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From Strangers to Citizens: The Integration of Immigrant Communities in Britain, Ireland and Colonial America, 1550-1750
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Binding: Hardcover, 567 pages
Publisher: Sussex Academic Press
Weight: 265
Dimension: H: 1.6 x L: 9.4 x W: 7 inches

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Book Description:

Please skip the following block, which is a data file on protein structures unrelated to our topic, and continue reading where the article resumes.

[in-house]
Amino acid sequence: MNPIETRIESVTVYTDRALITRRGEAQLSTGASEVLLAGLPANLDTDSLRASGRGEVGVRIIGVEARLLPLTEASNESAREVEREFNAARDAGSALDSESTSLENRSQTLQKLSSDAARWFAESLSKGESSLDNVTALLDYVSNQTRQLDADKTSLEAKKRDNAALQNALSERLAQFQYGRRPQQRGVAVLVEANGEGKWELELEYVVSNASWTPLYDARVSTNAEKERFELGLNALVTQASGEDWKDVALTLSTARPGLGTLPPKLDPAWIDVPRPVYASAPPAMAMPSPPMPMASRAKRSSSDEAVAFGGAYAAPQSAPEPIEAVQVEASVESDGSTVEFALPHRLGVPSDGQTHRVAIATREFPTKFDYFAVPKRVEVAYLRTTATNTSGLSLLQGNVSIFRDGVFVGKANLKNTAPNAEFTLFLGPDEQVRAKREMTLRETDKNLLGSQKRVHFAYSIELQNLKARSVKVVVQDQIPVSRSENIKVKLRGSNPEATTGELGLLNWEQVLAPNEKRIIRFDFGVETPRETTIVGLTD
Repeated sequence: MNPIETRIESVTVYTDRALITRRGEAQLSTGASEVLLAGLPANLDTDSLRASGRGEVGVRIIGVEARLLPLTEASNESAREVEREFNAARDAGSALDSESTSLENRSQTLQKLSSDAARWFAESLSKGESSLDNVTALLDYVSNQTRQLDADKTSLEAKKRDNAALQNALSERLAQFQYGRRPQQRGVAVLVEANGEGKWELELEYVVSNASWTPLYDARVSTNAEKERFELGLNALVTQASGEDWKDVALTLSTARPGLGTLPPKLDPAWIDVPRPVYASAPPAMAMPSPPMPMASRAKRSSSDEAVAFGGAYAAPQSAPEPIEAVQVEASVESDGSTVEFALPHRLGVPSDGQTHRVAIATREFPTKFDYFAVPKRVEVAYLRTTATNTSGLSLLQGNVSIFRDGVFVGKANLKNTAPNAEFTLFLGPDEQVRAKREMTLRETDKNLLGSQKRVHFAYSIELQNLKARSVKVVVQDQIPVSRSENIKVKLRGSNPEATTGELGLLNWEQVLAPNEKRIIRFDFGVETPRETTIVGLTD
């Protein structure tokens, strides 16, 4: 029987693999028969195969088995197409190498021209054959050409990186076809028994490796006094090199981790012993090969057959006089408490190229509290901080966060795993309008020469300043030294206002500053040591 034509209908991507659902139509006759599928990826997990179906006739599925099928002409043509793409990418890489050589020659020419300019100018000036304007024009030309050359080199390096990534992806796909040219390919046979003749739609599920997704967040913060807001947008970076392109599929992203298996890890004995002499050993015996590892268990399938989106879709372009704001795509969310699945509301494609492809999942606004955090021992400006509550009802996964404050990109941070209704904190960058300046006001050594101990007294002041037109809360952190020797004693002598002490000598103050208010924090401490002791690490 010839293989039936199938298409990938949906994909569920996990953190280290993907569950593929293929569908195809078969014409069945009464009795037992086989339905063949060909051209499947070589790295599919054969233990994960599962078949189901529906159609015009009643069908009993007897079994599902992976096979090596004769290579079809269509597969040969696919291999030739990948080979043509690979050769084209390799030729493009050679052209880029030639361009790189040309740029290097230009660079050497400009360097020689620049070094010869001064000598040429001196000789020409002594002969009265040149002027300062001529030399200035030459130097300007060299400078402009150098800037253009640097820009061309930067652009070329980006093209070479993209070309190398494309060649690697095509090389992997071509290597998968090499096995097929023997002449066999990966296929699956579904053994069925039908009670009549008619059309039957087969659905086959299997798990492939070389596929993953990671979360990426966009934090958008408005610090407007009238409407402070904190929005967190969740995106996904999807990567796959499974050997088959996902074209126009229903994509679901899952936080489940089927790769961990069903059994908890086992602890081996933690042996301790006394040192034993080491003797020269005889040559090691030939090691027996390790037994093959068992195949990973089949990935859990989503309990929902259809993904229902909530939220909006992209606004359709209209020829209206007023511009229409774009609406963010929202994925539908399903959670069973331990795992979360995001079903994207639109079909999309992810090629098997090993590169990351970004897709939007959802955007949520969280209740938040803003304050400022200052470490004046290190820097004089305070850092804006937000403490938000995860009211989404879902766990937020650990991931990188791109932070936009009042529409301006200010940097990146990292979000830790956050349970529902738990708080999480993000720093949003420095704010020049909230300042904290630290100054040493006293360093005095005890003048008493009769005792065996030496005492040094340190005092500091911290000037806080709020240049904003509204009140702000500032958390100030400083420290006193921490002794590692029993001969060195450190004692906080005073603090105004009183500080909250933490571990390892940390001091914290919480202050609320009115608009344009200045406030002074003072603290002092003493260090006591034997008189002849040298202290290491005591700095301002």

Contents: Foreword by HRH The Prince of Wales; Introduction; The Netherlandish presence in England before the coming of the stranger churches, 1480 1560; Bringing Reformed theology to England's 'rude and symple people' Jean Veron, minister and author outside the stranger church community; Discipline and integration: Jan Laski's Church Order for the London Strangers' Church; Nicolas des Gallars and the Genevan connection of the stranger churches; Acontius's plea for tolerance; Europe in Britain: Protestant strangers and the English Reformation; Protestant refugees in Elizabethan England and confessional; conflict in France and the Netherlands, 1562 c.1610; Fictitious shoemakers, agitated weavers and the limits of popular xenophobia in Elizabethan London; The Dutch in Colchester in the 16th and 17th centuries: opposition and integration; 'Mayntayninge the indigente and nedie': the institutionalisation of social responsibility in the case of the resident alien communities in Elizabethan Norwich and Colchester; Melting into the landscape: the story of the 17th century Walloons in the Fens; Insiders or outsiders? Overseas born artists at the Jacobean court; A Dutch 'stranger ...on the make': Sir Peter Lely and the critical fortunes of a foreign painter; Foreign artists and craftsmen and the introduction of the Rococo style in England; The production and patronage of David Willaume, Huguenot merchant goldsmith; Worthy of the monarch: immigrant craftsmen and the production of state beds, 1660 1714; Huguenot master weavers: exemplary Englishmen, 1700 c. 1750; Immigrants in the DNB and British cultural horizons, 1550 1750: the merchant, the traveller, the lexicographer and the apologist; Maps, spiders, and tulips: the Cole Ortelius L'Obel family and the practice of science in early modern London; The Huguenots and Medicine; 'That great and knowing virtuoso': the French background and English refuge of Henri Justel; Huguenot self fashioning: Sir Jean Chardin and the rhetoric of travel and travel writing; Jean Theophile Desaguliers: d'une integration reussie a l'Europe des savoirs; Emanuel Mendes da Costa: constructing a career in science; London's Portuguese Jewish community, 1540 1753; Embarrassing relations: myths and realities of the Ashkenazi influx, 1650 1750 and beyond; Slaves or free people? The status of Africans in England, 1550 1750; The first Turks and Moors in England; Greeks and 'Grecians' in London: the 'other' strangers; Irish Jewry in the 17th and 18th centuries; Sephardic settlement in the British colonies of the Americas in the 17th and 18th centuries; Dutch merchants and colonists in the English Chesapeake: trade, migration and nationality in 17th century Maryland and Virginia; The Dutch in 17th century New York City: minority or majority?; Anglican conformity and nonconformity among the Huguenots of colonial New York; Jacob Leisler and the Huguenot network in the English Atlantic world; From ethnicity to assimilation: the Huguenots and the American immigration history paradigm; Creating order in the American wilderness: state church Germans without the state; Rewriting the Church of England: Jean Durel, foreign Protestants and the polemics of Restoration Conformity; Henry Compton, Bishop of London (1676 1714) and foreign Protestants; 'An unruly and presumptuous rabble': the reaction of the Spitalfields weaving community to the settlement of the Huguenots, 1660 90; Huguenot integration in late 17th and 18th century London:;; insights from records of the French Church and some relief agencies; Huguenot thought after the Revocation of the Edict of Nantes: toleration, 'Socinianism', integration and Locke; The newspaper The Post Man and its editor, Jean Lespinasse de Fonvive; The birth of political consciousness among the Huguenot refugees and their descendants in England (c.1 685 1750); The Huguenots in Britain, the 'Protestant International' and the defeat of Louis XIV; Elites and assimilation: the question of leadership within Dublin's Corps du Refuge, 1662 1740; Conditions et preparation de l'integration: le voyage de Charles de Sailly en Irlande (1693) et le projet d'Edit d'accueil; The integration of the Huguenots into the Irish Church: the case of Peter Drelincourt; Good faith: the military and the ministry in exile, or the memoirs of Isaac Dumont de Bostaquet and Jaques Fontaine; Writing the self: Huguenot autobiography and the process of assimilation; The English reception of the Huguenots, Palatines and Salzburgers, 1680 1734: a comparative analysis; The Naturalisation Act of 1709 and the settlement of Germans in Britain, Ireland and the colonies; German immigrants and the London book trade, 1700 70; Naturalisation and economic integration: the German merchant community in 18th century London; 'A dearer country': the Frenchness of the Rev. Jean de la Flechere of Madeley, a Methodist Church of England vicar; Archbishop Thomas Secker (1693 1768), Anglican identity and relations with foreign Protestants in the mid 18th century; What's in a name?: self identifications of Huguenot refugiees in 18th century England; Index.

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